ALBUM TITLE: Bach: Clavier-Báchlein
WORKS: Clavier-Büchlein für Wilhelm Friedemann
PERFORMER: Christophe Rousset (harpsichord)
CATALOGUE NO: AMB 9977
The Clavier-Büchlein which Bach began compiling for his eldest son Wilhelm Friedemann early in 1720 offers us a charming insight to informal music-making in the Bach household. Over and above that, it tells us something about Bach the teacher as well as providing us with early versions of eleven preludes later to appear among those belonging to Book One of the ‘48’, the two-part Inventions and the three-part Sinfonias. Not all the music, though, is by Bach himself and there are pieces by Telemann, Gottfried Heinrich Stölzel, the Dresden court organist, Johann Christoph Richter and probably one or two others as well.
Christophe Rousset plays with characteristic flair and with a seemingly youthful spontaneity which evokes something of the precocious talent and unbridled enthusiasm which Wilhelm Friedemann doubtless exhibited when playing for his father. Instruction and enjoyment, the dual purpose of this anthology, are evident in each and every one of the 69 pieces, which range from the relatively straightforward to the technically challenging. Rousset’s harpsichord is a fine, bright-sounding instrument by Ruckers, built in 1632, modified in 1745 but restored, I think in 1987 and not 1787 as printed on the cover of the disc.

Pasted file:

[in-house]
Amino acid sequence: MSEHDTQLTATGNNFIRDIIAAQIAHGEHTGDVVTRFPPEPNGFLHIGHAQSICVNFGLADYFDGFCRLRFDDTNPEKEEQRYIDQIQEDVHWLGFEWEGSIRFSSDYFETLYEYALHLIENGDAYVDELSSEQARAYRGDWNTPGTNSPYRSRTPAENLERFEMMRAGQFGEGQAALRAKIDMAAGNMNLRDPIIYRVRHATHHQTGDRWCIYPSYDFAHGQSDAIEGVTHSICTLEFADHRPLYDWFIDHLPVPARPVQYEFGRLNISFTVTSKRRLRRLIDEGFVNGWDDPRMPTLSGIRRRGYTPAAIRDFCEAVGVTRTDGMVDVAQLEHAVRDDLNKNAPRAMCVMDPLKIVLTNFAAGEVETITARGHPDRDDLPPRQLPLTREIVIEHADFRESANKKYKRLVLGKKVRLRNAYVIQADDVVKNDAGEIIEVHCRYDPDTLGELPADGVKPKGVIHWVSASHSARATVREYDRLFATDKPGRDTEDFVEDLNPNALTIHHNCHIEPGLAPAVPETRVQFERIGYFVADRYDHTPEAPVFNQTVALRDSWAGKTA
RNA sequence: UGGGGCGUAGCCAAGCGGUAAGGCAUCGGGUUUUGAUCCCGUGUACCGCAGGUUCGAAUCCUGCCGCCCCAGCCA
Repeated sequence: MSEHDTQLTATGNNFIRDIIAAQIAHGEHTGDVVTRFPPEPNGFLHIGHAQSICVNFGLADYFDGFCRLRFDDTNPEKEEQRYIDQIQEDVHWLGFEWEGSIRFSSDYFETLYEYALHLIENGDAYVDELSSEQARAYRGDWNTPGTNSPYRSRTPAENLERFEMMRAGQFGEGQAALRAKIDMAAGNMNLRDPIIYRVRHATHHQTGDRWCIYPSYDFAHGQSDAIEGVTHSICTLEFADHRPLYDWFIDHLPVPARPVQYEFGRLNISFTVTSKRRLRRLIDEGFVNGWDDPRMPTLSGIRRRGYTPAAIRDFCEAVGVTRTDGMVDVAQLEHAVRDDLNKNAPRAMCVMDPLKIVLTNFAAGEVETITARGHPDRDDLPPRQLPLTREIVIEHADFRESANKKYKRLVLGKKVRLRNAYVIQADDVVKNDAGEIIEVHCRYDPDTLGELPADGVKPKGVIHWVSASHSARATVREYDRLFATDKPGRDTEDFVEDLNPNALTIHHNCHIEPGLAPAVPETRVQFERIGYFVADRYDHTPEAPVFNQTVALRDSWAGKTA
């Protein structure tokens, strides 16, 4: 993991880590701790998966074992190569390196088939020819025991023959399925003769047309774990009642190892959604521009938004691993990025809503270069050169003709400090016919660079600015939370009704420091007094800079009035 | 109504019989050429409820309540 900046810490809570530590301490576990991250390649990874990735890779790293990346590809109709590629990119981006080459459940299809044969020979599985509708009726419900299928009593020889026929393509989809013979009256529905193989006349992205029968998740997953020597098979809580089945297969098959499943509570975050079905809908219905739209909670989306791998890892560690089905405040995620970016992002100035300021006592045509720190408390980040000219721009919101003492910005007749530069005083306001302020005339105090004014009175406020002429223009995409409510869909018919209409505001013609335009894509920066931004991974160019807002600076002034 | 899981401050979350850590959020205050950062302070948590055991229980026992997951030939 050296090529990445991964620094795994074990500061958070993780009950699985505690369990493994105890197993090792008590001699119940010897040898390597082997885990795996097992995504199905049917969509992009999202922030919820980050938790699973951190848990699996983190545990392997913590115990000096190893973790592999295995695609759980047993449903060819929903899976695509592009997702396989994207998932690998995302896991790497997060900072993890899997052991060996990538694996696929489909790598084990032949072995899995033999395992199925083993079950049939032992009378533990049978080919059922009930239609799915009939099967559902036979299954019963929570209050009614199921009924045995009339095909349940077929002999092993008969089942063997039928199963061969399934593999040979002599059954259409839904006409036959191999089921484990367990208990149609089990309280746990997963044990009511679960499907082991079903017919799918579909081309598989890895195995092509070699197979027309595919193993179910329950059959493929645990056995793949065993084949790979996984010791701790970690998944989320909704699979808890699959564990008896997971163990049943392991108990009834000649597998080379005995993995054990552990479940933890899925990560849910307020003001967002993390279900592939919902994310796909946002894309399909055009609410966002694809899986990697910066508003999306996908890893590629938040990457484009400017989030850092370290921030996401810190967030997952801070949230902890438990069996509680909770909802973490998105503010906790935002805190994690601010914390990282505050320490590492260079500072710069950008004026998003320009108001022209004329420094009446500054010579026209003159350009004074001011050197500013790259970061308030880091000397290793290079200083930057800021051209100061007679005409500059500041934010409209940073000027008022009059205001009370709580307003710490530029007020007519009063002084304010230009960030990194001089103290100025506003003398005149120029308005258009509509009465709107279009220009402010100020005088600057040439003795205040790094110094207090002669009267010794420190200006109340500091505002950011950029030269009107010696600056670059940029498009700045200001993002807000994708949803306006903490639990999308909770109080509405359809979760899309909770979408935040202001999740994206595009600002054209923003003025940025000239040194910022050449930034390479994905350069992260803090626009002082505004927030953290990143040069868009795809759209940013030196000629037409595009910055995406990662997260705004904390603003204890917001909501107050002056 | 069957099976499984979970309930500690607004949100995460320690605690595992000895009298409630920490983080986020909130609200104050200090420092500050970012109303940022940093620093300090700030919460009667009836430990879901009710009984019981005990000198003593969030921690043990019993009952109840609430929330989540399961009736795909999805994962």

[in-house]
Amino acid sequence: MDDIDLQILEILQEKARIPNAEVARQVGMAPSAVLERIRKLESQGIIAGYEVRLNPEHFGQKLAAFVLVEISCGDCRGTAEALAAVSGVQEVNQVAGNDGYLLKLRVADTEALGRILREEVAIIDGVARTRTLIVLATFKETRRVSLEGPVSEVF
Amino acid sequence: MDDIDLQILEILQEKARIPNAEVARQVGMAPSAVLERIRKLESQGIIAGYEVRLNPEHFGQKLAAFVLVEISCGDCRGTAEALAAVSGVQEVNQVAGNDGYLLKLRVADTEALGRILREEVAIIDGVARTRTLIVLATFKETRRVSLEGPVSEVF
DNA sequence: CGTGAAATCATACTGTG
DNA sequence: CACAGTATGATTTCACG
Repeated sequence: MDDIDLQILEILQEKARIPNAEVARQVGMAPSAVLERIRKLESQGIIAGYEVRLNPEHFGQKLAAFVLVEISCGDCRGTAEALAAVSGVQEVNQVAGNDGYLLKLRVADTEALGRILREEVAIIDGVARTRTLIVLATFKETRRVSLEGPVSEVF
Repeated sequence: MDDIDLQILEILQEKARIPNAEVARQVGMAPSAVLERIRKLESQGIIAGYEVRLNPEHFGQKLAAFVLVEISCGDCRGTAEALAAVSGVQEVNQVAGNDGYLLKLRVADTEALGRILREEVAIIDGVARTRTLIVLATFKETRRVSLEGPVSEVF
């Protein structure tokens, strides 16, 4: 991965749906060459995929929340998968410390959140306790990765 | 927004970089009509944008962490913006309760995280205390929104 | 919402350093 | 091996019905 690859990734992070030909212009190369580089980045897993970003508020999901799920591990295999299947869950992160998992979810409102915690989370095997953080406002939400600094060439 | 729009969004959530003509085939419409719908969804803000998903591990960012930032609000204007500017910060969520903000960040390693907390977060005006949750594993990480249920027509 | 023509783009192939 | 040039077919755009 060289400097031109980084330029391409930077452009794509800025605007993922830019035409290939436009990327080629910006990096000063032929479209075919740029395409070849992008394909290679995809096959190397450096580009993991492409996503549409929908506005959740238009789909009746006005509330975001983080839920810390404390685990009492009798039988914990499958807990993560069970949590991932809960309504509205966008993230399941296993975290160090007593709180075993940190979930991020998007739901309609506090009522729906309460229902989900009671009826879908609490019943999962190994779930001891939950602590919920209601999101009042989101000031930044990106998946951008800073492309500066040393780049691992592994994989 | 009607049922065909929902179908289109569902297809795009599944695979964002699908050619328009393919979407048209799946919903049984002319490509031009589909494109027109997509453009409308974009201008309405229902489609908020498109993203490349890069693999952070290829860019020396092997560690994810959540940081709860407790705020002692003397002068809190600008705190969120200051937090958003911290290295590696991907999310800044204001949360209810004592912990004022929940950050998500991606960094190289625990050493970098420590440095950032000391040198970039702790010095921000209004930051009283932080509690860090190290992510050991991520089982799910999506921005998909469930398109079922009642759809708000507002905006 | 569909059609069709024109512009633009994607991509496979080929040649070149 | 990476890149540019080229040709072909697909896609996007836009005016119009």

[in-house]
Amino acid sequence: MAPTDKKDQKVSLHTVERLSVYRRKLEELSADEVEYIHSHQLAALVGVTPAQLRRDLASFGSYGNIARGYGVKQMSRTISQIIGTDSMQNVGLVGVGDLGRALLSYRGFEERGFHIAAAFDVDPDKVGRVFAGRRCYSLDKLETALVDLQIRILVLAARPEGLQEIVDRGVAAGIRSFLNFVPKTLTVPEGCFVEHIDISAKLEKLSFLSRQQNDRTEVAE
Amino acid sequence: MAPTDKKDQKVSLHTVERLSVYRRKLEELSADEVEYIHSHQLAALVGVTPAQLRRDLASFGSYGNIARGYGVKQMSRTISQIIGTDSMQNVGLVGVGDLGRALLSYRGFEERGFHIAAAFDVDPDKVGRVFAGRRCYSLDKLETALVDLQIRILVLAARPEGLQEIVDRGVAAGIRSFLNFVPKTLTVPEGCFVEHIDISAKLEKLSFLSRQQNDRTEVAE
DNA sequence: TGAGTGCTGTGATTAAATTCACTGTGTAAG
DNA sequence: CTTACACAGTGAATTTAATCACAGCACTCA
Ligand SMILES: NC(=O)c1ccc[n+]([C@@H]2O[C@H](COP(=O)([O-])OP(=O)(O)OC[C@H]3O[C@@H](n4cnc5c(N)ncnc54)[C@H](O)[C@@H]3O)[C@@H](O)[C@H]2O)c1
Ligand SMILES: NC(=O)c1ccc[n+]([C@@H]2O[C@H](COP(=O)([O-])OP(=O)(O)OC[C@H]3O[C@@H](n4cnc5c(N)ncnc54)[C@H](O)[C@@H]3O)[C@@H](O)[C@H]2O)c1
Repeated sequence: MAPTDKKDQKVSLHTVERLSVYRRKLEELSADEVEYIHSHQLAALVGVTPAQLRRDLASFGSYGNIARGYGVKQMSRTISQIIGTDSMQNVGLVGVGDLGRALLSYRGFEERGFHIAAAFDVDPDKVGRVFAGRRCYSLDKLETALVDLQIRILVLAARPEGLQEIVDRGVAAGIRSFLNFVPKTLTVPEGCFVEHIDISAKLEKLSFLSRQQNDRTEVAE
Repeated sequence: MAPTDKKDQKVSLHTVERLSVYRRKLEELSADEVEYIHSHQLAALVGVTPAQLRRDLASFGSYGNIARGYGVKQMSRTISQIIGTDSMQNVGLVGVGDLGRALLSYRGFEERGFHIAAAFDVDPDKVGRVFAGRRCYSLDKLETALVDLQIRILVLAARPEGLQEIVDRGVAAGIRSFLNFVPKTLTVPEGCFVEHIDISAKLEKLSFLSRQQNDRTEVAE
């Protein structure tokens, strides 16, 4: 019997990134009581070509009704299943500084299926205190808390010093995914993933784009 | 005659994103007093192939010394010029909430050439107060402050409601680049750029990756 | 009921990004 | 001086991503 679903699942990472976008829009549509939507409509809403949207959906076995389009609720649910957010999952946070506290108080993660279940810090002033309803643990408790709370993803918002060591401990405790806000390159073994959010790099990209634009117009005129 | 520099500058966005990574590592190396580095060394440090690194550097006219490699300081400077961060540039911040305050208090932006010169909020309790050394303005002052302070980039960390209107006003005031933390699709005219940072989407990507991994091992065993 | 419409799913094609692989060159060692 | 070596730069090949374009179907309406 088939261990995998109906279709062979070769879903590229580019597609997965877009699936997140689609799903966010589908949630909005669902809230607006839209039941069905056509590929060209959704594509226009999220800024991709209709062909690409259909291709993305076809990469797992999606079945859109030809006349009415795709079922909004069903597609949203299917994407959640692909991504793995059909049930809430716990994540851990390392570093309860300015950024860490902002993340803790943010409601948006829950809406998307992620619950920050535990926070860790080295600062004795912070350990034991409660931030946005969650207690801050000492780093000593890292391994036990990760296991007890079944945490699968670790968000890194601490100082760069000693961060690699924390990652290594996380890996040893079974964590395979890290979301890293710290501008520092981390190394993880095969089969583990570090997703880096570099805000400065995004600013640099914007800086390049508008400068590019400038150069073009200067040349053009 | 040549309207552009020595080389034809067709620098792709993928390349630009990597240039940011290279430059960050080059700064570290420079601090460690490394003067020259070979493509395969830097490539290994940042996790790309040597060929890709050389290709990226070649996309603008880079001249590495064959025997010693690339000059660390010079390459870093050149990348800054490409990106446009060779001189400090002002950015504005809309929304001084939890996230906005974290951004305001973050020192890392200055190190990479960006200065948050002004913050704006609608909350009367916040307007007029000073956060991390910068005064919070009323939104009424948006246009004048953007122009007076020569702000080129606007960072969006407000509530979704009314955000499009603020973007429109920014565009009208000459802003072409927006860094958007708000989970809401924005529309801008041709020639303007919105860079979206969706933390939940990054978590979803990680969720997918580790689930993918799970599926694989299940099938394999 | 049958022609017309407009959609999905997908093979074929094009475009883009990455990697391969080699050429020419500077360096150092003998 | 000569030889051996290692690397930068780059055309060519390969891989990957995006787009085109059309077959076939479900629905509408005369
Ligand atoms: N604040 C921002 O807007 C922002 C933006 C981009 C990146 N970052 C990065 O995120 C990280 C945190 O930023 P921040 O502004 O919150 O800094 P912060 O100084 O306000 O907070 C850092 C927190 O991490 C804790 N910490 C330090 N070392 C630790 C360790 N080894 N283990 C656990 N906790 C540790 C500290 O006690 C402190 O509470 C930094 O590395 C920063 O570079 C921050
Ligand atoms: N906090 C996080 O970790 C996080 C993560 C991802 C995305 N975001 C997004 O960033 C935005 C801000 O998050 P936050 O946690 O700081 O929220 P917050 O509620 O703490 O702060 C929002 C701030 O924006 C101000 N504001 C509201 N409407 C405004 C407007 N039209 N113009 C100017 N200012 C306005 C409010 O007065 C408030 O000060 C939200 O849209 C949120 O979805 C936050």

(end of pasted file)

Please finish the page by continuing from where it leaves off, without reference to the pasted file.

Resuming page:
In summary, here is a recital whose content is often thought-provoking and unfailingly entertaining. Few lovers of Bach’s keyboard music, as well as rarities from admittedly less inspired pens, will be disappointed. Nicholas Anderson